Then create a repo and license it with:
Even if you don't create a repo, it's recommended to use this README.md template that sums up what's going on.
Accepting contributions from the public
Any 18F project can (and should!) accept open source contributions from the public.
Projects can encourage public contributions by:
- Creating open issues where public help would be especially welcome.
- Labeling those issues with
help wantedso people can scan issues quickly and services can aggregate volunteer opportunities.
- Asking for contributions, in the README and in other public writing about the project.
- Providing solid documentation for any project setup process.
- Being super nice when communicating with volunteers.
As described above, 18F projects are dedicated to the international public domain wherever possible. In this situation, contributors must agree to release their contributions into the international public domain. Projects can inform contributors of this agreement by copying the
CONTRIBUTING.md file from this repo into new project repos, and copying the "Public domain" section of this repo's README into the new project's README.
When an 18F project has a non-standard license status (e.g. it's a fork of a previously licensed project, or is a module/plugin for a GPL project), then that project needs to figure out an appropriate contributing agreement.
Working in public
18F believes in working in public. It creates a healthier working environment, a more collaborative process, and just better software.
All 18F team members are expected to make new source code repositories public from the time of creation. This means we often publish drafts in our repos that may change substantially. If you're interested in learning more about the contents of a repo, email 18F@gsa.gov and we'll direct you to the right person or team.
Protecting sensitive information
As part of responsibly working in the open, 18F team members are expected to protect information that needs to be protected. We already receive training and guidance about information we can’t publish for ethical, legal, and security reasons — this section is a reminder about sensitive information (formally called “controlled unclassified information”) to carefully protect when working with our open source projects. Sensitive information can include code, configuration, content, or documentation. (We have approved options for sharing sensitive information.)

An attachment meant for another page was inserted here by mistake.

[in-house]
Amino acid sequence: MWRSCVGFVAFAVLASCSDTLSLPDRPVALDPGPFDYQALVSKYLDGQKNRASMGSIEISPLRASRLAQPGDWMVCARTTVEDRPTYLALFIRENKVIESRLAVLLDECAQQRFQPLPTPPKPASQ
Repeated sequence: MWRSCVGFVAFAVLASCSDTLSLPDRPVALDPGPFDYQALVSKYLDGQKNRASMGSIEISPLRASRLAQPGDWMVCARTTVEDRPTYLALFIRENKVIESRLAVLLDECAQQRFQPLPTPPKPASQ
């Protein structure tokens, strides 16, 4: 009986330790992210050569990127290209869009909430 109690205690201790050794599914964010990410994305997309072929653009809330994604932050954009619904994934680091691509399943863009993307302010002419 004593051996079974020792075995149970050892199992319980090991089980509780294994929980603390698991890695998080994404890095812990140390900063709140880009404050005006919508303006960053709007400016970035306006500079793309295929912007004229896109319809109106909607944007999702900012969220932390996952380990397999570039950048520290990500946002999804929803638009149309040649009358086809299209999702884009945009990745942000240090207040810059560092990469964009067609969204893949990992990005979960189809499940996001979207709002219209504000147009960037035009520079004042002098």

If 18F team members aren't sure whether they should make something public, they should ask a person on our 18F Infrastructure team for advice first. (Try asking in #infrastructure, but ask a general question about the type of information, instead of pasting the actual information, since we can't put sensitive information in Slack.)
If 18F team members inadvertently come into the possession of classified information (Secret, Top Secret, etc.), they should immediately follow our security incident process.
Sensitive information we need to protect includes, but is not limited to:
- Information an attacker could plausibly use to help them compromise any system (including a prototype/development system). Examples:
- Secret keys: Passwords, passcodes, access codes, access tokens, API keys, TLS keys, SSH keys, OAuth secrets, or any other “secret keys” that protect access to something.
- Undisclosed vulnerabilities: If we know of a security problem or potential security problem with our code that isn’t already publicly-known (such as a vulnerability that can’t be found with a publicly-available open source scanning tool run on the public-facing system), we shouldn’t write publicly about it until we fix it.
- Nonpublic information in general about vulnerabilities, including attribution/source information (such as how and when we learned about a vulnerability, if the disclosure to us was not public).
- We may wish to withhold some non-18F IP addresses. If something looks like an IP address, ask 18F Infrastructure before publishing that info.